Apr 18 – 23, 2010
Casino Conference Centre
UTC timezone

Solvent extraction studies for the separation of radioarsenic, radiogermanium and radiogallium

Apr 22, 2010, 8:15 AM
15m
Red Hall (Casino Conference Centre)

Red Hall

Casino Conference Centre

Reitenbergerova 4/95, Marianske Lazne, Czech Republic
Verbal Separation Methods, Speciation Separation Methods, Speciation 1

Speaker

Mr Mohamed Shehata (Institut für Neurowissenschaften und Medizin, INM-5: Nuklearchemie, Forschungszentrum Jülich GmbH, D-52425 Jülich, Germany)

Description

Solvent extraction techniques were developed to separate As-72 from bulk amounts of proton-irradiated germanium dioxide targets, Ge-68 from proton-irradiated gallium(III) oxide targets and Ga-68 from parent Ge-68. Several methods have been reported to isolate arsenic radionuclides from irradiated Ge and germanium dioxide targets [1,2]. In this work the germanium dioxide target, irradiated with 17 MeV protons, was dissolved in either HCl or KOH. Then the ratio of As(III) to As(V) was determined via thin layer chromatography using Si-60 phase plate as a stationary phase and a mixture of sodium bitartrate/methanol in the ratio of 3:1 as the mobile phase. Our separation method utilizes the observation that arsenic (III) can be extracted selectively and quantitatively by cyclohexane from hydrochloric acid solution containing alkali iodide [1]. The influence of concentrations of different acids and of KI as well as the effect of various organic solvents was investigated. Optimally, the extraction of As(III) into cyclohexane occurred with 4.75 M HCl and 0.5 M KI, and its back-extraction into the aqueous phase with water containing 0.1 % hydrogen peroxide. The overall radiochemical yield of the radioarsenic separation was about 95±2 %. The method was used in the separation of high purity As-72, a potentially useful positron emitter, formed via the Ge-72 (p,n)-reaction. An optimised method of separation of the radionuclide Ge-69, used as a tracer in gallium /germanium separation studies, was worked out. The gallium (III) oxide target, irradiated with 17 MeV protons, was dissolved in 8 M sulphuric acid and used as a stock solution. To an aliquot HCl was added and its concentration adjusted to 0.4 M in order to transfer germanium to the chloride form. With this the extraction of radiogermanium using toluene was then studied at varying concentrations of H2SO4. From a solution of 8 M sulphuric acid and 0.4 M HCl the extraction was maximum. Using the optimised separation, the radionuclide Ge-68, formed via the Ga-69 (p,2n)-reaction, was separated from a gallium (III) oxide target irradiated with 45 MeV protons. Further on, the separation of Ga-68 from the parent Ge-68 was investigated. The method is based on anion exchange solvent extraction using Aliquat 336 in xylene from hydrochloric acid [3]. Aliquat 336 in xylene has been used for the first time for separations involving radiogallium and radiogermanium. Optimisation studies were related to the influence of HCl concentration and different solvents. The solvent extraction using Aliquat 336 in xylene led to a high separation yield of 68Ga from its parent Ge-68. The time of separation was short with about 20 min, the contamination from Ge-68 was less than 0.1 % and the final product was obtained in 0.5 M KOH. References [1] S. Mirzadeh and R. M. Lambrecht, J. Radioanal. Chem., 202 (1996) 7-102. [2] M. Jennewein, S. M. Qaim, A. Hermanne, et. al, Appl. Rad. Isot., 63 (2005) 343-351. [3] S. K. Sahoo, Bull. Chem. Soc. Jpn., 64 (1991) 2484-2487.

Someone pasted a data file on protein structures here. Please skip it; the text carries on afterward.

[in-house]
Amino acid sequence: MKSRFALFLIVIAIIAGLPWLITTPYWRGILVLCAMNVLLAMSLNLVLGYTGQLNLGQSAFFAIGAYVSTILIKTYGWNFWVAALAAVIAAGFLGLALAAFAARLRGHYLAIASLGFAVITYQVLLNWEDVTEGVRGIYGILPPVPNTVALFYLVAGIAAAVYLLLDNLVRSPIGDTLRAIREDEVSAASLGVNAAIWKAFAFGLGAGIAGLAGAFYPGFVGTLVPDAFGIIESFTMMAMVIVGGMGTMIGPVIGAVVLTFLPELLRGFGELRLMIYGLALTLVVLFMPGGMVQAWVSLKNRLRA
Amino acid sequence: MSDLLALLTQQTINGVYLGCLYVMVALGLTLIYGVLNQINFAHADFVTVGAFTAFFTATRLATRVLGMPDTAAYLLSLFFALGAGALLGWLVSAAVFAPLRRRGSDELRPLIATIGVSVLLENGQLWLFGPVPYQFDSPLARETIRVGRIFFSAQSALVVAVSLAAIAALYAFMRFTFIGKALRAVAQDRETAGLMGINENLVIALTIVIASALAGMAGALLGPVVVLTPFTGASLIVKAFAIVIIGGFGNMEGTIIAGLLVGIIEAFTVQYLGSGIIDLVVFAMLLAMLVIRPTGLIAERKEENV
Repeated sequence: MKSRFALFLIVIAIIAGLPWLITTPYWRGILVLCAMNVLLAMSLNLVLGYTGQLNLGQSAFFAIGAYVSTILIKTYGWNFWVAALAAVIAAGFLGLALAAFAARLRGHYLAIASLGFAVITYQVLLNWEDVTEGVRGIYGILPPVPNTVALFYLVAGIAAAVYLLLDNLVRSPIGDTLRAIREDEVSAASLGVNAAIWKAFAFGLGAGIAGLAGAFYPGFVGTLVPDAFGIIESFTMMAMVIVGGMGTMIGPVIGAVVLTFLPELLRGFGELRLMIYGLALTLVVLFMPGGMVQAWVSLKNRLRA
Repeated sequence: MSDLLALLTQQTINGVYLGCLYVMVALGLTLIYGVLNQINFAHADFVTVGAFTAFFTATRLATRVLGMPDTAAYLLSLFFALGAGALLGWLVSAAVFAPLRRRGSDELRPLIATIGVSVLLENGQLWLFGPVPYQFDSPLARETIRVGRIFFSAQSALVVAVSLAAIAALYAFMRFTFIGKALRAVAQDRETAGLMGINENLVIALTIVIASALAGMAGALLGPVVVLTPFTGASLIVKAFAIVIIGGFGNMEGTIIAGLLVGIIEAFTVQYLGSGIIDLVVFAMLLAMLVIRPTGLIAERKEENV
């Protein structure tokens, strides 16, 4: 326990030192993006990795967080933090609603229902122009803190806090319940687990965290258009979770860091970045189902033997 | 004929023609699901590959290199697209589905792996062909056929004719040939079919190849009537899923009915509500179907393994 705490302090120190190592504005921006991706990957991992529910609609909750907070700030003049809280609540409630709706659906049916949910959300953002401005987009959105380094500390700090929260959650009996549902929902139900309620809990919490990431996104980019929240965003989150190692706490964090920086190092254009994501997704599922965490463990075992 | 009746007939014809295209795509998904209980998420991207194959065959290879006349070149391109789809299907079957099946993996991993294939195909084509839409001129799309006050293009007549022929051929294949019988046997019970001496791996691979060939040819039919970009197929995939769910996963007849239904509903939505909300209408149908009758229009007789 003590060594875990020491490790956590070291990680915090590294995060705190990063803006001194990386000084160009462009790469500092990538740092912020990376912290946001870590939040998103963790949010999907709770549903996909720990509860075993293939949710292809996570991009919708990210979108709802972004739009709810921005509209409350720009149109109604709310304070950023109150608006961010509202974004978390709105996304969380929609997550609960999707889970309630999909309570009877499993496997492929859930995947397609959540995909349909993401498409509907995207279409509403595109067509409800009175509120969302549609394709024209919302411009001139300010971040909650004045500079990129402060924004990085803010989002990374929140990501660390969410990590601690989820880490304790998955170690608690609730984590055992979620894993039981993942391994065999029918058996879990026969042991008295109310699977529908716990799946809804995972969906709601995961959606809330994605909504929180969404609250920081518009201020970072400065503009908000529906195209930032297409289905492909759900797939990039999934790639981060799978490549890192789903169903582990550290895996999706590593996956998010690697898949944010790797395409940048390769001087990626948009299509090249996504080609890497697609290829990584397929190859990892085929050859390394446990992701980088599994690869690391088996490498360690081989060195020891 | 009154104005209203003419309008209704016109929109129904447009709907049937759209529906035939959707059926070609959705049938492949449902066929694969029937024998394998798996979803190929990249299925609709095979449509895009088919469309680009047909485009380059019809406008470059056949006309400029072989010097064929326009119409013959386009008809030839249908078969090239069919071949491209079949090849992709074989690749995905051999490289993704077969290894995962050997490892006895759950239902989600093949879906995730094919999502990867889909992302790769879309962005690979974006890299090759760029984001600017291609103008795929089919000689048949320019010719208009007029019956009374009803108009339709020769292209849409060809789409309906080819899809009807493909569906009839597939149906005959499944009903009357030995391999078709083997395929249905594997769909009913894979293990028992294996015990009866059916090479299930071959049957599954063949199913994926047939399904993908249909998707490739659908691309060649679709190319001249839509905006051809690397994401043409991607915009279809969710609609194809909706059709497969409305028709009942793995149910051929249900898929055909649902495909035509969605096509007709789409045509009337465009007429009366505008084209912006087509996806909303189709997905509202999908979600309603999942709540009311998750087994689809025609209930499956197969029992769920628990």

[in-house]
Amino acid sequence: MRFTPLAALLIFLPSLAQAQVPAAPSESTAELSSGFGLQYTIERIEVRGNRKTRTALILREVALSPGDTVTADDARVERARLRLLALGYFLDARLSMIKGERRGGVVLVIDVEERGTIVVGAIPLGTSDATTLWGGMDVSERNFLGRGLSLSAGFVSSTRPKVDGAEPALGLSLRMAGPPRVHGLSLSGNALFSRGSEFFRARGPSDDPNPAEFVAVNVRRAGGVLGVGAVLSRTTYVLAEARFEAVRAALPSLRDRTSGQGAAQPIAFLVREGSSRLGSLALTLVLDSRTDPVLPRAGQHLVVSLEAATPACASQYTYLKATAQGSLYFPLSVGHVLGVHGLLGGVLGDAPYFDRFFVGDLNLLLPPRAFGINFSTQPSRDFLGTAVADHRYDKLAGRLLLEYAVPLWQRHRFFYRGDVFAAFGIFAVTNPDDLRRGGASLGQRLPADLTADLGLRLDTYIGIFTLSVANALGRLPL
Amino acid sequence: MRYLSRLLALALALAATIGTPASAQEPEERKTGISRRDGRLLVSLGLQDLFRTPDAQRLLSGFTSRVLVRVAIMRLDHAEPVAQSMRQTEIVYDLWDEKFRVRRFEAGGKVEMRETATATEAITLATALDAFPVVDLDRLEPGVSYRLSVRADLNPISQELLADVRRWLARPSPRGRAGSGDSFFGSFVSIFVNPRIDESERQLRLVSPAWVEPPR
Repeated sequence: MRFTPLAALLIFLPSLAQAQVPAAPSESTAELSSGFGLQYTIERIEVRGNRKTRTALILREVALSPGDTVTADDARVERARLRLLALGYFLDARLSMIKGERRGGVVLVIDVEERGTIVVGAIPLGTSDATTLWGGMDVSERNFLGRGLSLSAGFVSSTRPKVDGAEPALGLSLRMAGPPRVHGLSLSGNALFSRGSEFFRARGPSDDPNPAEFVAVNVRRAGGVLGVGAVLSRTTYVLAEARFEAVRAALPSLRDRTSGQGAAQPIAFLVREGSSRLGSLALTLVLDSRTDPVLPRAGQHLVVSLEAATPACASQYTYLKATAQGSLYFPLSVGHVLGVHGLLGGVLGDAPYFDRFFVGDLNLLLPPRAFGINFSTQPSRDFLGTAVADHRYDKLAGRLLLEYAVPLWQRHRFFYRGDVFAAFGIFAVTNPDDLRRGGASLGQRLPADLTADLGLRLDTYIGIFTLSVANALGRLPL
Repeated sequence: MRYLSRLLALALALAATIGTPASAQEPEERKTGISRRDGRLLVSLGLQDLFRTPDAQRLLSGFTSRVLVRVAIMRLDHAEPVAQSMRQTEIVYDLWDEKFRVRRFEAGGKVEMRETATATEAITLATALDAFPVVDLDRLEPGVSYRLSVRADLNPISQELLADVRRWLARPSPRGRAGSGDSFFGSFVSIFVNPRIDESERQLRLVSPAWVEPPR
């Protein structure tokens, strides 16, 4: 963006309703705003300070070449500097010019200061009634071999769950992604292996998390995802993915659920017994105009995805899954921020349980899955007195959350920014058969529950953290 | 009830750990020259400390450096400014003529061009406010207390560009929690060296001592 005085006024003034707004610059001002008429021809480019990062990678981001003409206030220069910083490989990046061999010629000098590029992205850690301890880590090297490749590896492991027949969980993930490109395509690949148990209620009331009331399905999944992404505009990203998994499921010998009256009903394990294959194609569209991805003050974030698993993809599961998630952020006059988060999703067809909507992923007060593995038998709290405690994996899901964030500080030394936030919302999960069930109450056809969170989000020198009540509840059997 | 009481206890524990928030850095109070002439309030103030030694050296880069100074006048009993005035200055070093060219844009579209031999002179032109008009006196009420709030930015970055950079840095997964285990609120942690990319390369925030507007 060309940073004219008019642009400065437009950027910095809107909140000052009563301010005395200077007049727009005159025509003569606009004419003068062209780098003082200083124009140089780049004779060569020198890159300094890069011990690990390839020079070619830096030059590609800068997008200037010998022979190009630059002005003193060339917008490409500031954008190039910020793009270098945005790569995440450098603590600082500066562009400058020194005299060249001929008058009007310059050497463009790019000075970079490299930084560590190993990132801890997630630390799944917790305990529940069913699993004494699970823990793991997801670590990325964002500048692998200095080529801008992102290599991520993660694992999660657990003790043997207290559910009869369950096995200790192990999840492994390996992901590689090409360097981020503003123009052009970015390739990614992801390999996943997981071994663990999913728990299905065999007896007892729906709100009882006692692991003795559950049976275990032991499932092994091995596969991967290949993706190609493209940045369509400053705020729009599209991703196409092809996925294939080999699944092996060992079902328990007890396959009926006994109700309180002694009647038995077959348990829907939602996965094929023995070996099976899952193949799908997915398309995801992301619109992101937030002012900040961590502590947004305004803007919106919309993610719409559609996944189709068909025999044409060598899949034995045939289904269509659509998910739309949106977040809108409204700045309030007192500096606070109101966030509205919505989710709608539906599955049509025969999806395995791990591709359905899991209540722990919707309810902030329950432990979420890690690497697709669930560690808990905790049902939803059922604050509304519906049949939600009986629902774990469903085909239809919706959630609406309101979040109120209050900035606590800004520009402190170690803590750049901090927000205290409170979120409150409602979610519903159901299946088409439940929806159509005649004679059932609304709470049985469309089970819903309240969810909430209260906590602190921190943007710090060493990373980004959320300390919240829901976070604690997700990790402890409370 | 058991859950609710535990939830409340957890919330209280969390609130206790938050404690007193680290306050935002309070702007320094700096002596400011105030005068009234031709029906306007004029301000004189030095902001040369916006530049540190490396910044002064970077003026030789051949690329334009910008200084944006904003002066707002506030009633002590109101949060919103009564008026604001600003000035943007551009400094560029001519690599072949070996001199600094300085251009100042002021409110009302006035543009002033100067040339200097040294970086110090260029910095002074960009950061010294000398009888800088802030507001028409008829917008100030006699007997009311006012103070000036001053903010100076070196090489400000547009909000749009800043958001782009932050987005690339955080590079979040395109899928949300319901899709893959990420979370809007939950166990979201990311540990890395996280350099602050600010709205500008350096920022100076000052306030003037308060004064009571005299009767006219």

Primary author

Mr Mohamed Shehata (Institut für Neurowissenschaften und Medizin, INM-5: Nuklearchemie, Forschungszentrum Jülich GmbH, D-52425 Jülich, Germany)

Co-authors

Bernhard SCholten (Institut für Neurowissenschaften und Medizin, INM-5: Nuklearchemie, Forschungszentrum Jülich GmbH, D-52425 Jülich, Germany) Heinz H. Coenen (Institut für Neurowissenschaften und Medizin, INM-5: Nuklearchemie, Forschungszentrum Jülich GmbH, D-52425 Jülich, Germany) Ingo Spahn (Institut für Neurowissenschaften und Medizin, INM-5: Nuklearchemie, Forschungszentrum Jülich GmbH, D-52425 Jülich, Germany) Syed M. Qaim (Institut für Neurowissenschaften und Medizin, INM-5: Nuklearchemie, Forschungszentrum Jülich GmbH, D-52425 Jülich, Germany)

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